A Child Is Not Furniture

A Child Is Not Furniture

One time when I lived in Chicago I spent an hour talking to a woman who was wearing a dress of the brightest red I have ever seen in all my born days and I have lived fifty years. This was on the Cicero Avenue bus at three in the morning. She said she was...

At the Nursing Home, My Mother Is Served Traif

The attendant places a plate of sweet potato and ham in front of my mother, who all her life has kept kosher, who has separated the dairy from the meat, the dishes in separate cupboards, the silverware in opposite drawers, all of her life she followed the letter of the law as far as she...

Three Graces

In the Sunflower Café the waitresses sat down in booths with elderly customers and watched them shuffle photos of grandkids like decks of cards, as if looking for a good hand. Some early retirees—robust, tanned, and laughing — described the waitresses to me as “booze hags.” The women’s hands shook as they poured coffee. They...

Accident

Not really looking as I crank the engine and start downhill for town, I tilt my head out my window in a rush of wind to take in winter stars and sweep away the fumes from a petty argument at home.  My escape velocity: not fast enough, but faster than I should be going. Right...

Waiting to Hit

For my twenty-seventh birthday my dad takes me golfing, and on each tee-box we catch the next group, three frat guys wearing baggy shorts and backwards caps, swinging from their heels, slicing shots deep into the woods. On the back nine my dad starts to simmer, makes growling noises, but then says he can’t get...

Advance. Retreat. Lunge. Recover

Joe steps forward and back, holding his imaginary foil as the instructor barks commands. Joe’s face is a mask of concentration and anxiety, his body tense. For Joe, it is important his moves are just right, important the teacher say to him, “Good job,” at the close of class. Joe is eleven. We have moved...

Blind

A sun lamp, a sleeping pill, my mother dozing without the UV peepers over her eyes.  Dark, troubled, shake-of-the-head talk from my father on the phone with the doctor. Mother in her bright blue terry-cloth robe, her face burned blood red and blistered, her eyes blistered too, the wreckage hidden beneath the cotton bandaged to...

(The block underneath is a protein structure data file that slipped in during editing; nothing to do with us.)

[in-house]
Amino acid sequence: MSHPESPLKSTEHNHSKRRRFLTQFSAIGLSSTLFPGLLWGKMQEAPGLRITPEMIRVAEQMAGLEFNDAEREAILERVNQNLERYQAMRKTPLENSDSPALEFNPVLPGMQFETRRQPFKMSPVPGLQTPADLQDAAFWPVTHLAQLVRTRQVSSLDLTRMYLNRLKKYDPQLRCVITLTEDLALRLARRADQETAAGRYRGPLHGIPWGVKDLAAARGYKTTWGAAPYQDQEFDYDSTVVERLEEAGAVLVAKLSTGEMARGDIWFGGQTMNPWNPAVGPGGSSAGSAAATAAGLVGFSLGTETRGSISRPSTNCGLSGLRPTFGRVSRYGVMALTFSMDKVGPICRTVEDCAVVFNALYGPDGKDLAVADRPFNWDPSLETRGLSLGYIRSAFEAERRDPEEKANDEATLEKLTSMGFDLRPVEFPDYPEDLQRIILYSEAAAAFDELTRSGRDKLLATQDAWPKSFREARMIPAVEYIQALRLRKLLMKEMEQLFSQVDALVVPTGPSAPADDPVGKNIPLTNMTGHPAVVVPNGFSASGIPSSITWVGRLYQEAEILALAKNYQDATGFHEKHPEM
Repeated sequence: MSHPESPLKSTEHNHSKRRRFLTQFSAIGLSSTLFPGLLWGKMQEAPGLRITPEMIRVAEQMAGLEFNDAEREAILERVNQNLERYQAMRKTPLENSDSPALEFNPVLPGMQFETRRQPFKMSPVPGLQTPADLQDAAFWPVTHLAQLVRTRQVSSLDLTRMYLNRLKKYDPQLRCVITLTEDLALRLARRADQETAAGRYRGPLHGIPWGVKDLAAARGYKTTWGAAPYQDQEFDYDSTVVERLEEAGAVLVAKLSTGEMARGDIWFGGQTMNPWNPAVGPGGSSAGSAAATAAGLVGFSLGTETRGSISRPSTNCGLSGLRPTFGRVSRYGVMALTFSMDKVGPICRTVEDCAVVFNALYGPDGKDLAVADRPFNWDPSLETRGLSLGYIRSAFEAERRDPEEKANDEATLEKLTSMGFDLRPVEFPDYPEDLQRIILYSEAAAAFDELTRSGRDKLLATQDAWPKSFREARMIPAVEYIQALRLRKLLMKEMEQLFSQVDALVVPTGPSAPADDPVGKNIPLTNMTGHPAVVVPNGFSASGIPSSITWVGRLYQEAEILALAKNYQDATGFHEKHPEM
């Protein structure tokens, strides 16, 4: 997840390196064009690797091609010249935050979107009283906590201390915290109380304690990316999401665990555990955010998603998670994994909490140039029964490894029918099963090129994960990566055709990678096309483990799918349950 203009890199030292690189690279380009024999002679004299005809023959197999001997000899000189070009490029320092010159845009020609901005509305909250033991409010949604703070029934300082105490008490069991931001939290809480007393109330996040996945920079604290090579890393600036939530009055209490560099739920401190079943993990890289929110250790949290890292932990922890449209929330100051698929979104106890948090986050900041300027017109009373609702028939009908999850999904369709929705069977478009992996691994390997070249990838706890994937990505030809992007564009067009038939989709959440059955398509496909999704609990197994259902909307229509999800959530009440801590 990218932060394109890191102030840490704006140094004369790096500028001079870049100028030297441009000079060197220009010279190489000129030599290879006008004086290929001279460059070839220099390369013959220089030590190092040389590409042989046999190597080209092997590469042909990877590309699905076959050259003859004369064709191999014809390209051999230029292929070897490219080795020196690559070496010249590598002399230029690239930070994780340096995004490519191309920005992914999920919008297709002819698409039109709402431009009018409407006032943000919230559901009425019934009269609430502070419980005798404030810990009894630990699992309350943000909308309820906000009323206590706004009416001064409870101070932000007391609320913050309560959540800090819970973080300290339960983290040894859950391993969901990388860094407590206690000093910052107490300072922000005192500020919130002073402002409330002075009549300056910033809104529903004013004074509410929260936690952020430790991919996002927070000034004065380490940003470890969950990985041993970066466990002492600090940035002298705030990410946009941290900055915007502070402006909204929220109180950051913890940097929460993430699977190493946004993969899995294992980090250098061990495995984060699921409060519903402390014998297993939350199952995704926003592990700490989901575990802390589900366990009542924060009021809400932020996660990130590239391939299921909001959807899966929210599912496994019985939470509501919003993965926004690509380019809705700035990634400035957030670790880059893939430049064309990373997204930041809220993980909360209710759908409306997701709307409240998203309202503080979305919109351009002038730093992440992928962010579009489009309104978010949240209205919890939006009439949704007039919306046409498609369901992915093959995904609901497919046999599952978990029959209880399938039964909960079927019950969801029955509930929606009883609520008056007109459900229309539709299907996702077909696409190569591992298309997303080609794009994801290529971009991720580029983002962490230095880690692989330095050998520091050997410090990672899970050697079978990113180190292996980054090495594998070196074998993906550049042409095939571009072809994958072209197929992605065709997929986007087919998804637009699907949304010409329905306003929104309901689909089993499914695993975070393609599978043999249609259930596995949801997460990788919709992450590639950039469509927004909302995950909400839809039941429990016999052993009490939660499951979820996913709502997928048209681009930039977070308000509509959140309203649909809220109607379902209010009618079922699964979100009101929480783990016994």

Catch

As I threw casually, with that lazy effort of a volleyballer warming up, as the football bounced off my son’s hands repeatedly, the thought came to me: Let it be. Only it wasn’t the words themselves, it was the idea to remain silent, to keep my mouth shut, to enjoy the day; it was what...

Music Lessons

1. PRELUDE, an introductory movement You always had music in your house. Your father had hundreds of classical and jazz record albums–this was long before anyone had heard of cassette tapes, let alone CDs–and subscribed to High Fidelity magazine. Your parents also had season tickets for the symphony, which was pretty good, considering you lived...

Virus

C:\>run oliu.exe I’m not perfect.  I was created under the guise that I was perfect at some point.  That there was a fusion of sperm and egg in my mother’s body, and that moment was perfection.  I grew inside of my mother’s womb, presumably with my back curved and my limbs bent up, pulled close...

How Catholic

You’ve seen the movie: white convertible, uncle with slicked black hair, woman with Cleopatra eye shadow and a neckline, poodle instead of child in back. Okay, two poodles, big ones. Peach-colored, smelling of money. Not sprayed peach but given some pill the way pet doctors, even real doctors, dispensed them so freely then, some pill...

Why

What good are you? What do you do? – Dr. Seuss Because language is all we have. Because today my son is eight years old. Because songs run over, over, over and spiral out on their own axis. Because I cannot sing. Because almost nearly half through last century and however much is left to...

Three Bites

1. Peepop’s Bite In the space between his dwindling mind and his lost body, my Peepop Marcus nurtured one of the few remaining original items in his mouth: his sweet tooth.  He had a gentle way of eating—like a well-mannered aristocrat—which belied the ferocity with which he loved cake.  He had an endless fix, too,...